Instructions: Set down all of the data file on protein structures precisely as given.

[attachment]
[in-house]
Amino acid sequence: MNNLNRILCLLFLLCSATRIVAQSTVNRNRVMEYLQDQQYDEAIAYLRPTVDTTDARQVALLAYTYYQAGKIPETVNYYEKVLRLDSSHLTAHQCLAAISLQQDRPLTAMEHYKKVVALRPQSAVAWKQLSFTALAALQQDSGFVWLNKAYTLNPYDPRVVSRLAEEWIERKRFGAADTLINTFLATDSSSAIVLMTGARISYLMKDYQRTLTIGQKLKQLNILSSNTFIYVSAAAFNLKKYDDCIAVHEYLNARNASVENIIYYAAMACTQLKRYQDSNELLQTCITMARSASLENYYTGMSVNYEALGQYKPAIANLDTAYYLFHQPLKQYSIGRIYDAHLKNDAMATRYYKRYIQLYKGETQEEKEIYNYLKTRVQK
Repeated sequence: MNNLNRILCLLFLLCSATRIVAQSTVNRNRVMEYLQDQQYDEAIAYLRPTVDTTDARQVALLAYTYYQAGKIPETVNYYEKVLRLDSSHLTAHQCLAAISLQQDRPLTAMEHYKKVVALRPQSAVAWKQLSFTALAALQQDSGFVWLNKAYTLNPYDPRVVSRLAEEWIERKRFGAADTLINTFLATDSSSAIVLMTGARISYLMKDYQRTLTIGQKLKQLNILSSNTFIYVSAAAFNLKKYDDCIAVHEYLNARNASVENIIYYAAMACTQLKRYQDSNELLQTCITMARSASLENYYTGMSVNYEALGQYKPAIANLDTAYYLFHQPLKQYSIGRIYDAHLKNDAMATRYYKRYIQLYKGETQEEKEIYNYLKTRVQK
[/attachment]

[in-house]
Amino acid sequence: MNNLNRILCLLFLLCSATRIVAQSTVNRNRVMEYLQDQQYDEAIAYLRPTVDTTDARQVALLAYTYYQAGKIPETVNYYEKVLRLDSSHLTAHQCLAAISLQQDRPLTAMEHYKKVVALRPQSAVAWKQLSFTALAALQQDSGFVWLNKAYTLNPYDPRVVSRLAEEWIERKRFGAADTLINTFLATDSSSAIVLMTGARISYLMKDYQRTLTIGQKLKQLNILSSNTFIYVSAAAFNLKKYDDCIAVHEYLNARNASVENIIYYAAMACTQLKRYQDSNELLQTCITMARSASLENYYTGMSVNYEALGQYKPAIANLDTAYYLFHQPLKQYSIGRIYDAHLKNDAMATRYYKRYIQLYKGETQEEKEIYNYLKTRVQK
Repeated sequence: MNNLNRILCLLFLLCSATRIVAQSTVNRNRVMEYLQDQQYDEAIAYLRPTVDTTDARQVALLAYTYYQAGKIPETVNYYEKVLRLDSSHLTAHQCLAAISLQQDRPLTAMEHYKKVVALRPQSAVAWKQLSFTALAALQQDSGFVWLNKAYTLNPYDPRVVSRLAEEWIERKRFGAADTLINTFLATDSSSAIVLMTGARISYLMKDYQRTLTIGQKLKQLNILSSNTFIYVSAAAFNLKKYDDCIAVHEYLNARNASVENIIYYAAMACTQLKRYQDSNELLQTCITMARSASLENYYTGMSVNYEALGQYKPAIANLDTAYYLFHQPLKQYSIGRIYDAHLKNDAMATRYYKRYIQLYKGETQEEKEIYNYLKTRVQK